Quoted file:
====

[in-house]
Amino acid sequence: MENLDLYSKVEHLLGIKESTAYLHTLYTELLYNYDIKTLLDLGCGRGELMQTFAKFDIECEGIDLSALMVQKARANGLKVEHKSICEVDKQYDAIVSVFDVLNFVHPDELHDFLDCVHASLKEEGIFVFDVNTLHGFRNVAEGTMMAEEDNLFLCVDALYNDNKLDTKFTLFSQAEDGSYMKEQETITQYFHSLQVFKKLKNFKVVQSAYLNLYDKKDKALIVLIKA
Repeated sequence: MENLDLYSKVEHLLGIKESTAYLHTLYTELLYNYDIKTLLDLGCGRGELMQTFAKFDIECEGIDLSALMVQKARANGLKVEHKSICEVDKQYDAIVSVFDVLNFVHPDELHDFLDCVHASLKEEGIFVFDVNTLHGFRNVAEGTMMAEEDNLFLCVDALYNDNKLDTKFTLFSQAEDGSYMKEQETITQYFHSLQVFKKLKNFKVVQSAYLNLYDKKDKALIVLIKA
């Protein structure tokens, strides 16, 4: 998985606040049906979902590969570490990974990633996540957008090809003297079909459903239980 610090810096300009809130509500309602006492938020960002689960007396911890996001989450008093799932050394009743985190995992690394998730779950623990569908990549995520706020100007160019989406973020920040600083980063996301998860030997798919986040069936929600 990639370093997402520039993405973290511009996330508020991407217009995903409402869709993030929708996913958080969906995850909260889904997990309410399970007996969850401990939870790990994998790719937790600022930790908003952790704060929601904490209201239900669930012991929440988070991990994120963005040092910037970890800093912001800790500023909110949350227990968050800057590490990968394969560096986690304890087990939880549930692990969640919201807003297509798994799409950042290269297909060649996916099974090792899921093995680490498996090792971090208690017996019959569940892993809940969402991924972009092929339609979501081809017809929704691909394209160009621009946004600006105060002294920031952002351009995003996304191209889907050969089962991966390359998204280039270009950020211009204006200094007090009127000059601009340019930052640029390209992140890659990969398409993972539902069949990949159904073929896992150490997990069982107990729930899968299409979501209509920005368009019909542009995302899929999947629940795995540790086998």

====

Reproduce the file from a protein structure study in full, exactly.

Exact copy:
[in-house]
Amino acid sequence: MENLDLYSKVEHLLGIKESTAYLHTLYTELLYNYDIKTLLDLGCGRGELMQTFAKFDIECEGIDLSALMVQKARANGLKVEHKSICEVDKQYDAIVSVFDVLNFVHPDELHDFLDCVHASLKEEGIFVFDVNTLHGFRNVAEGTMMAEEDNLFLCVDALYNDNKLDTKFTLFSQAEDGSYMKEQETITQYFHSLQVFKKLKNFKVVQSAYLNLYDKKDKALIVLIKA
Repeated sequence: MENLDLYSKVEHLLGIKESTAYLHTLYTELLYNYDIKTLLDLGCGRGELMQTFAKFDIECEGIDLSALMVQKARANGLKVEHKSICEVDKQYDAIVSVFDVLNFVHPDELHDFLDCVHASLKEEGIFVFDVNTLHGFRNVAEGTMMAEEDNLFLCVDALYNDNKLDTKFTLFSQAEDGSYMKEQETITQYFHSLQVFKKLKNFKVVQSAYLNLYDKKDKALIVLIKA
């Protein structure tokens, strides 16, 4: 998985606040049906979902590969570490990974990633996540957008090809003297079909459903239980 610090810096300009809130509500309602006492938020960002689960007396911890996001989450008093799932050394009743985190995992690394998730779950623990569908990549995520706020100007160019989406973020920040600083980063996301998860030997798919986040069936929600 990639370093997402520039993405973290511009996330508020991407217009995903409402869709993030929708996913958080969906995850909260889904997990309410399970007996969850401990939870790990994998790719937790600022930790908003952790704060929601904490209201239900669930012991929440988070991990994120963005040092910037970890800093912001800790500023909110949350227990968050800057590490990968394969560096986690304890087990939880549930692990969640919201807003297509798994799409950042290269297909060649996916099974090792899921093995680490498996090792971090208690017996019959569940892993809940969402991924972009092929339609979501081809017809929704691909394209160009621009946004600006105060002294920031952002351009995003996304191209889907050969089962991966390359998204280039270009950020211009204006200094007090009127000059601009340019930052640029390209992140890659990969398409993972539902069949990949159904073929896992150490997990069982107990729930899968299409979501209509920005368009019909542009995302899929999947629940795995540790086998």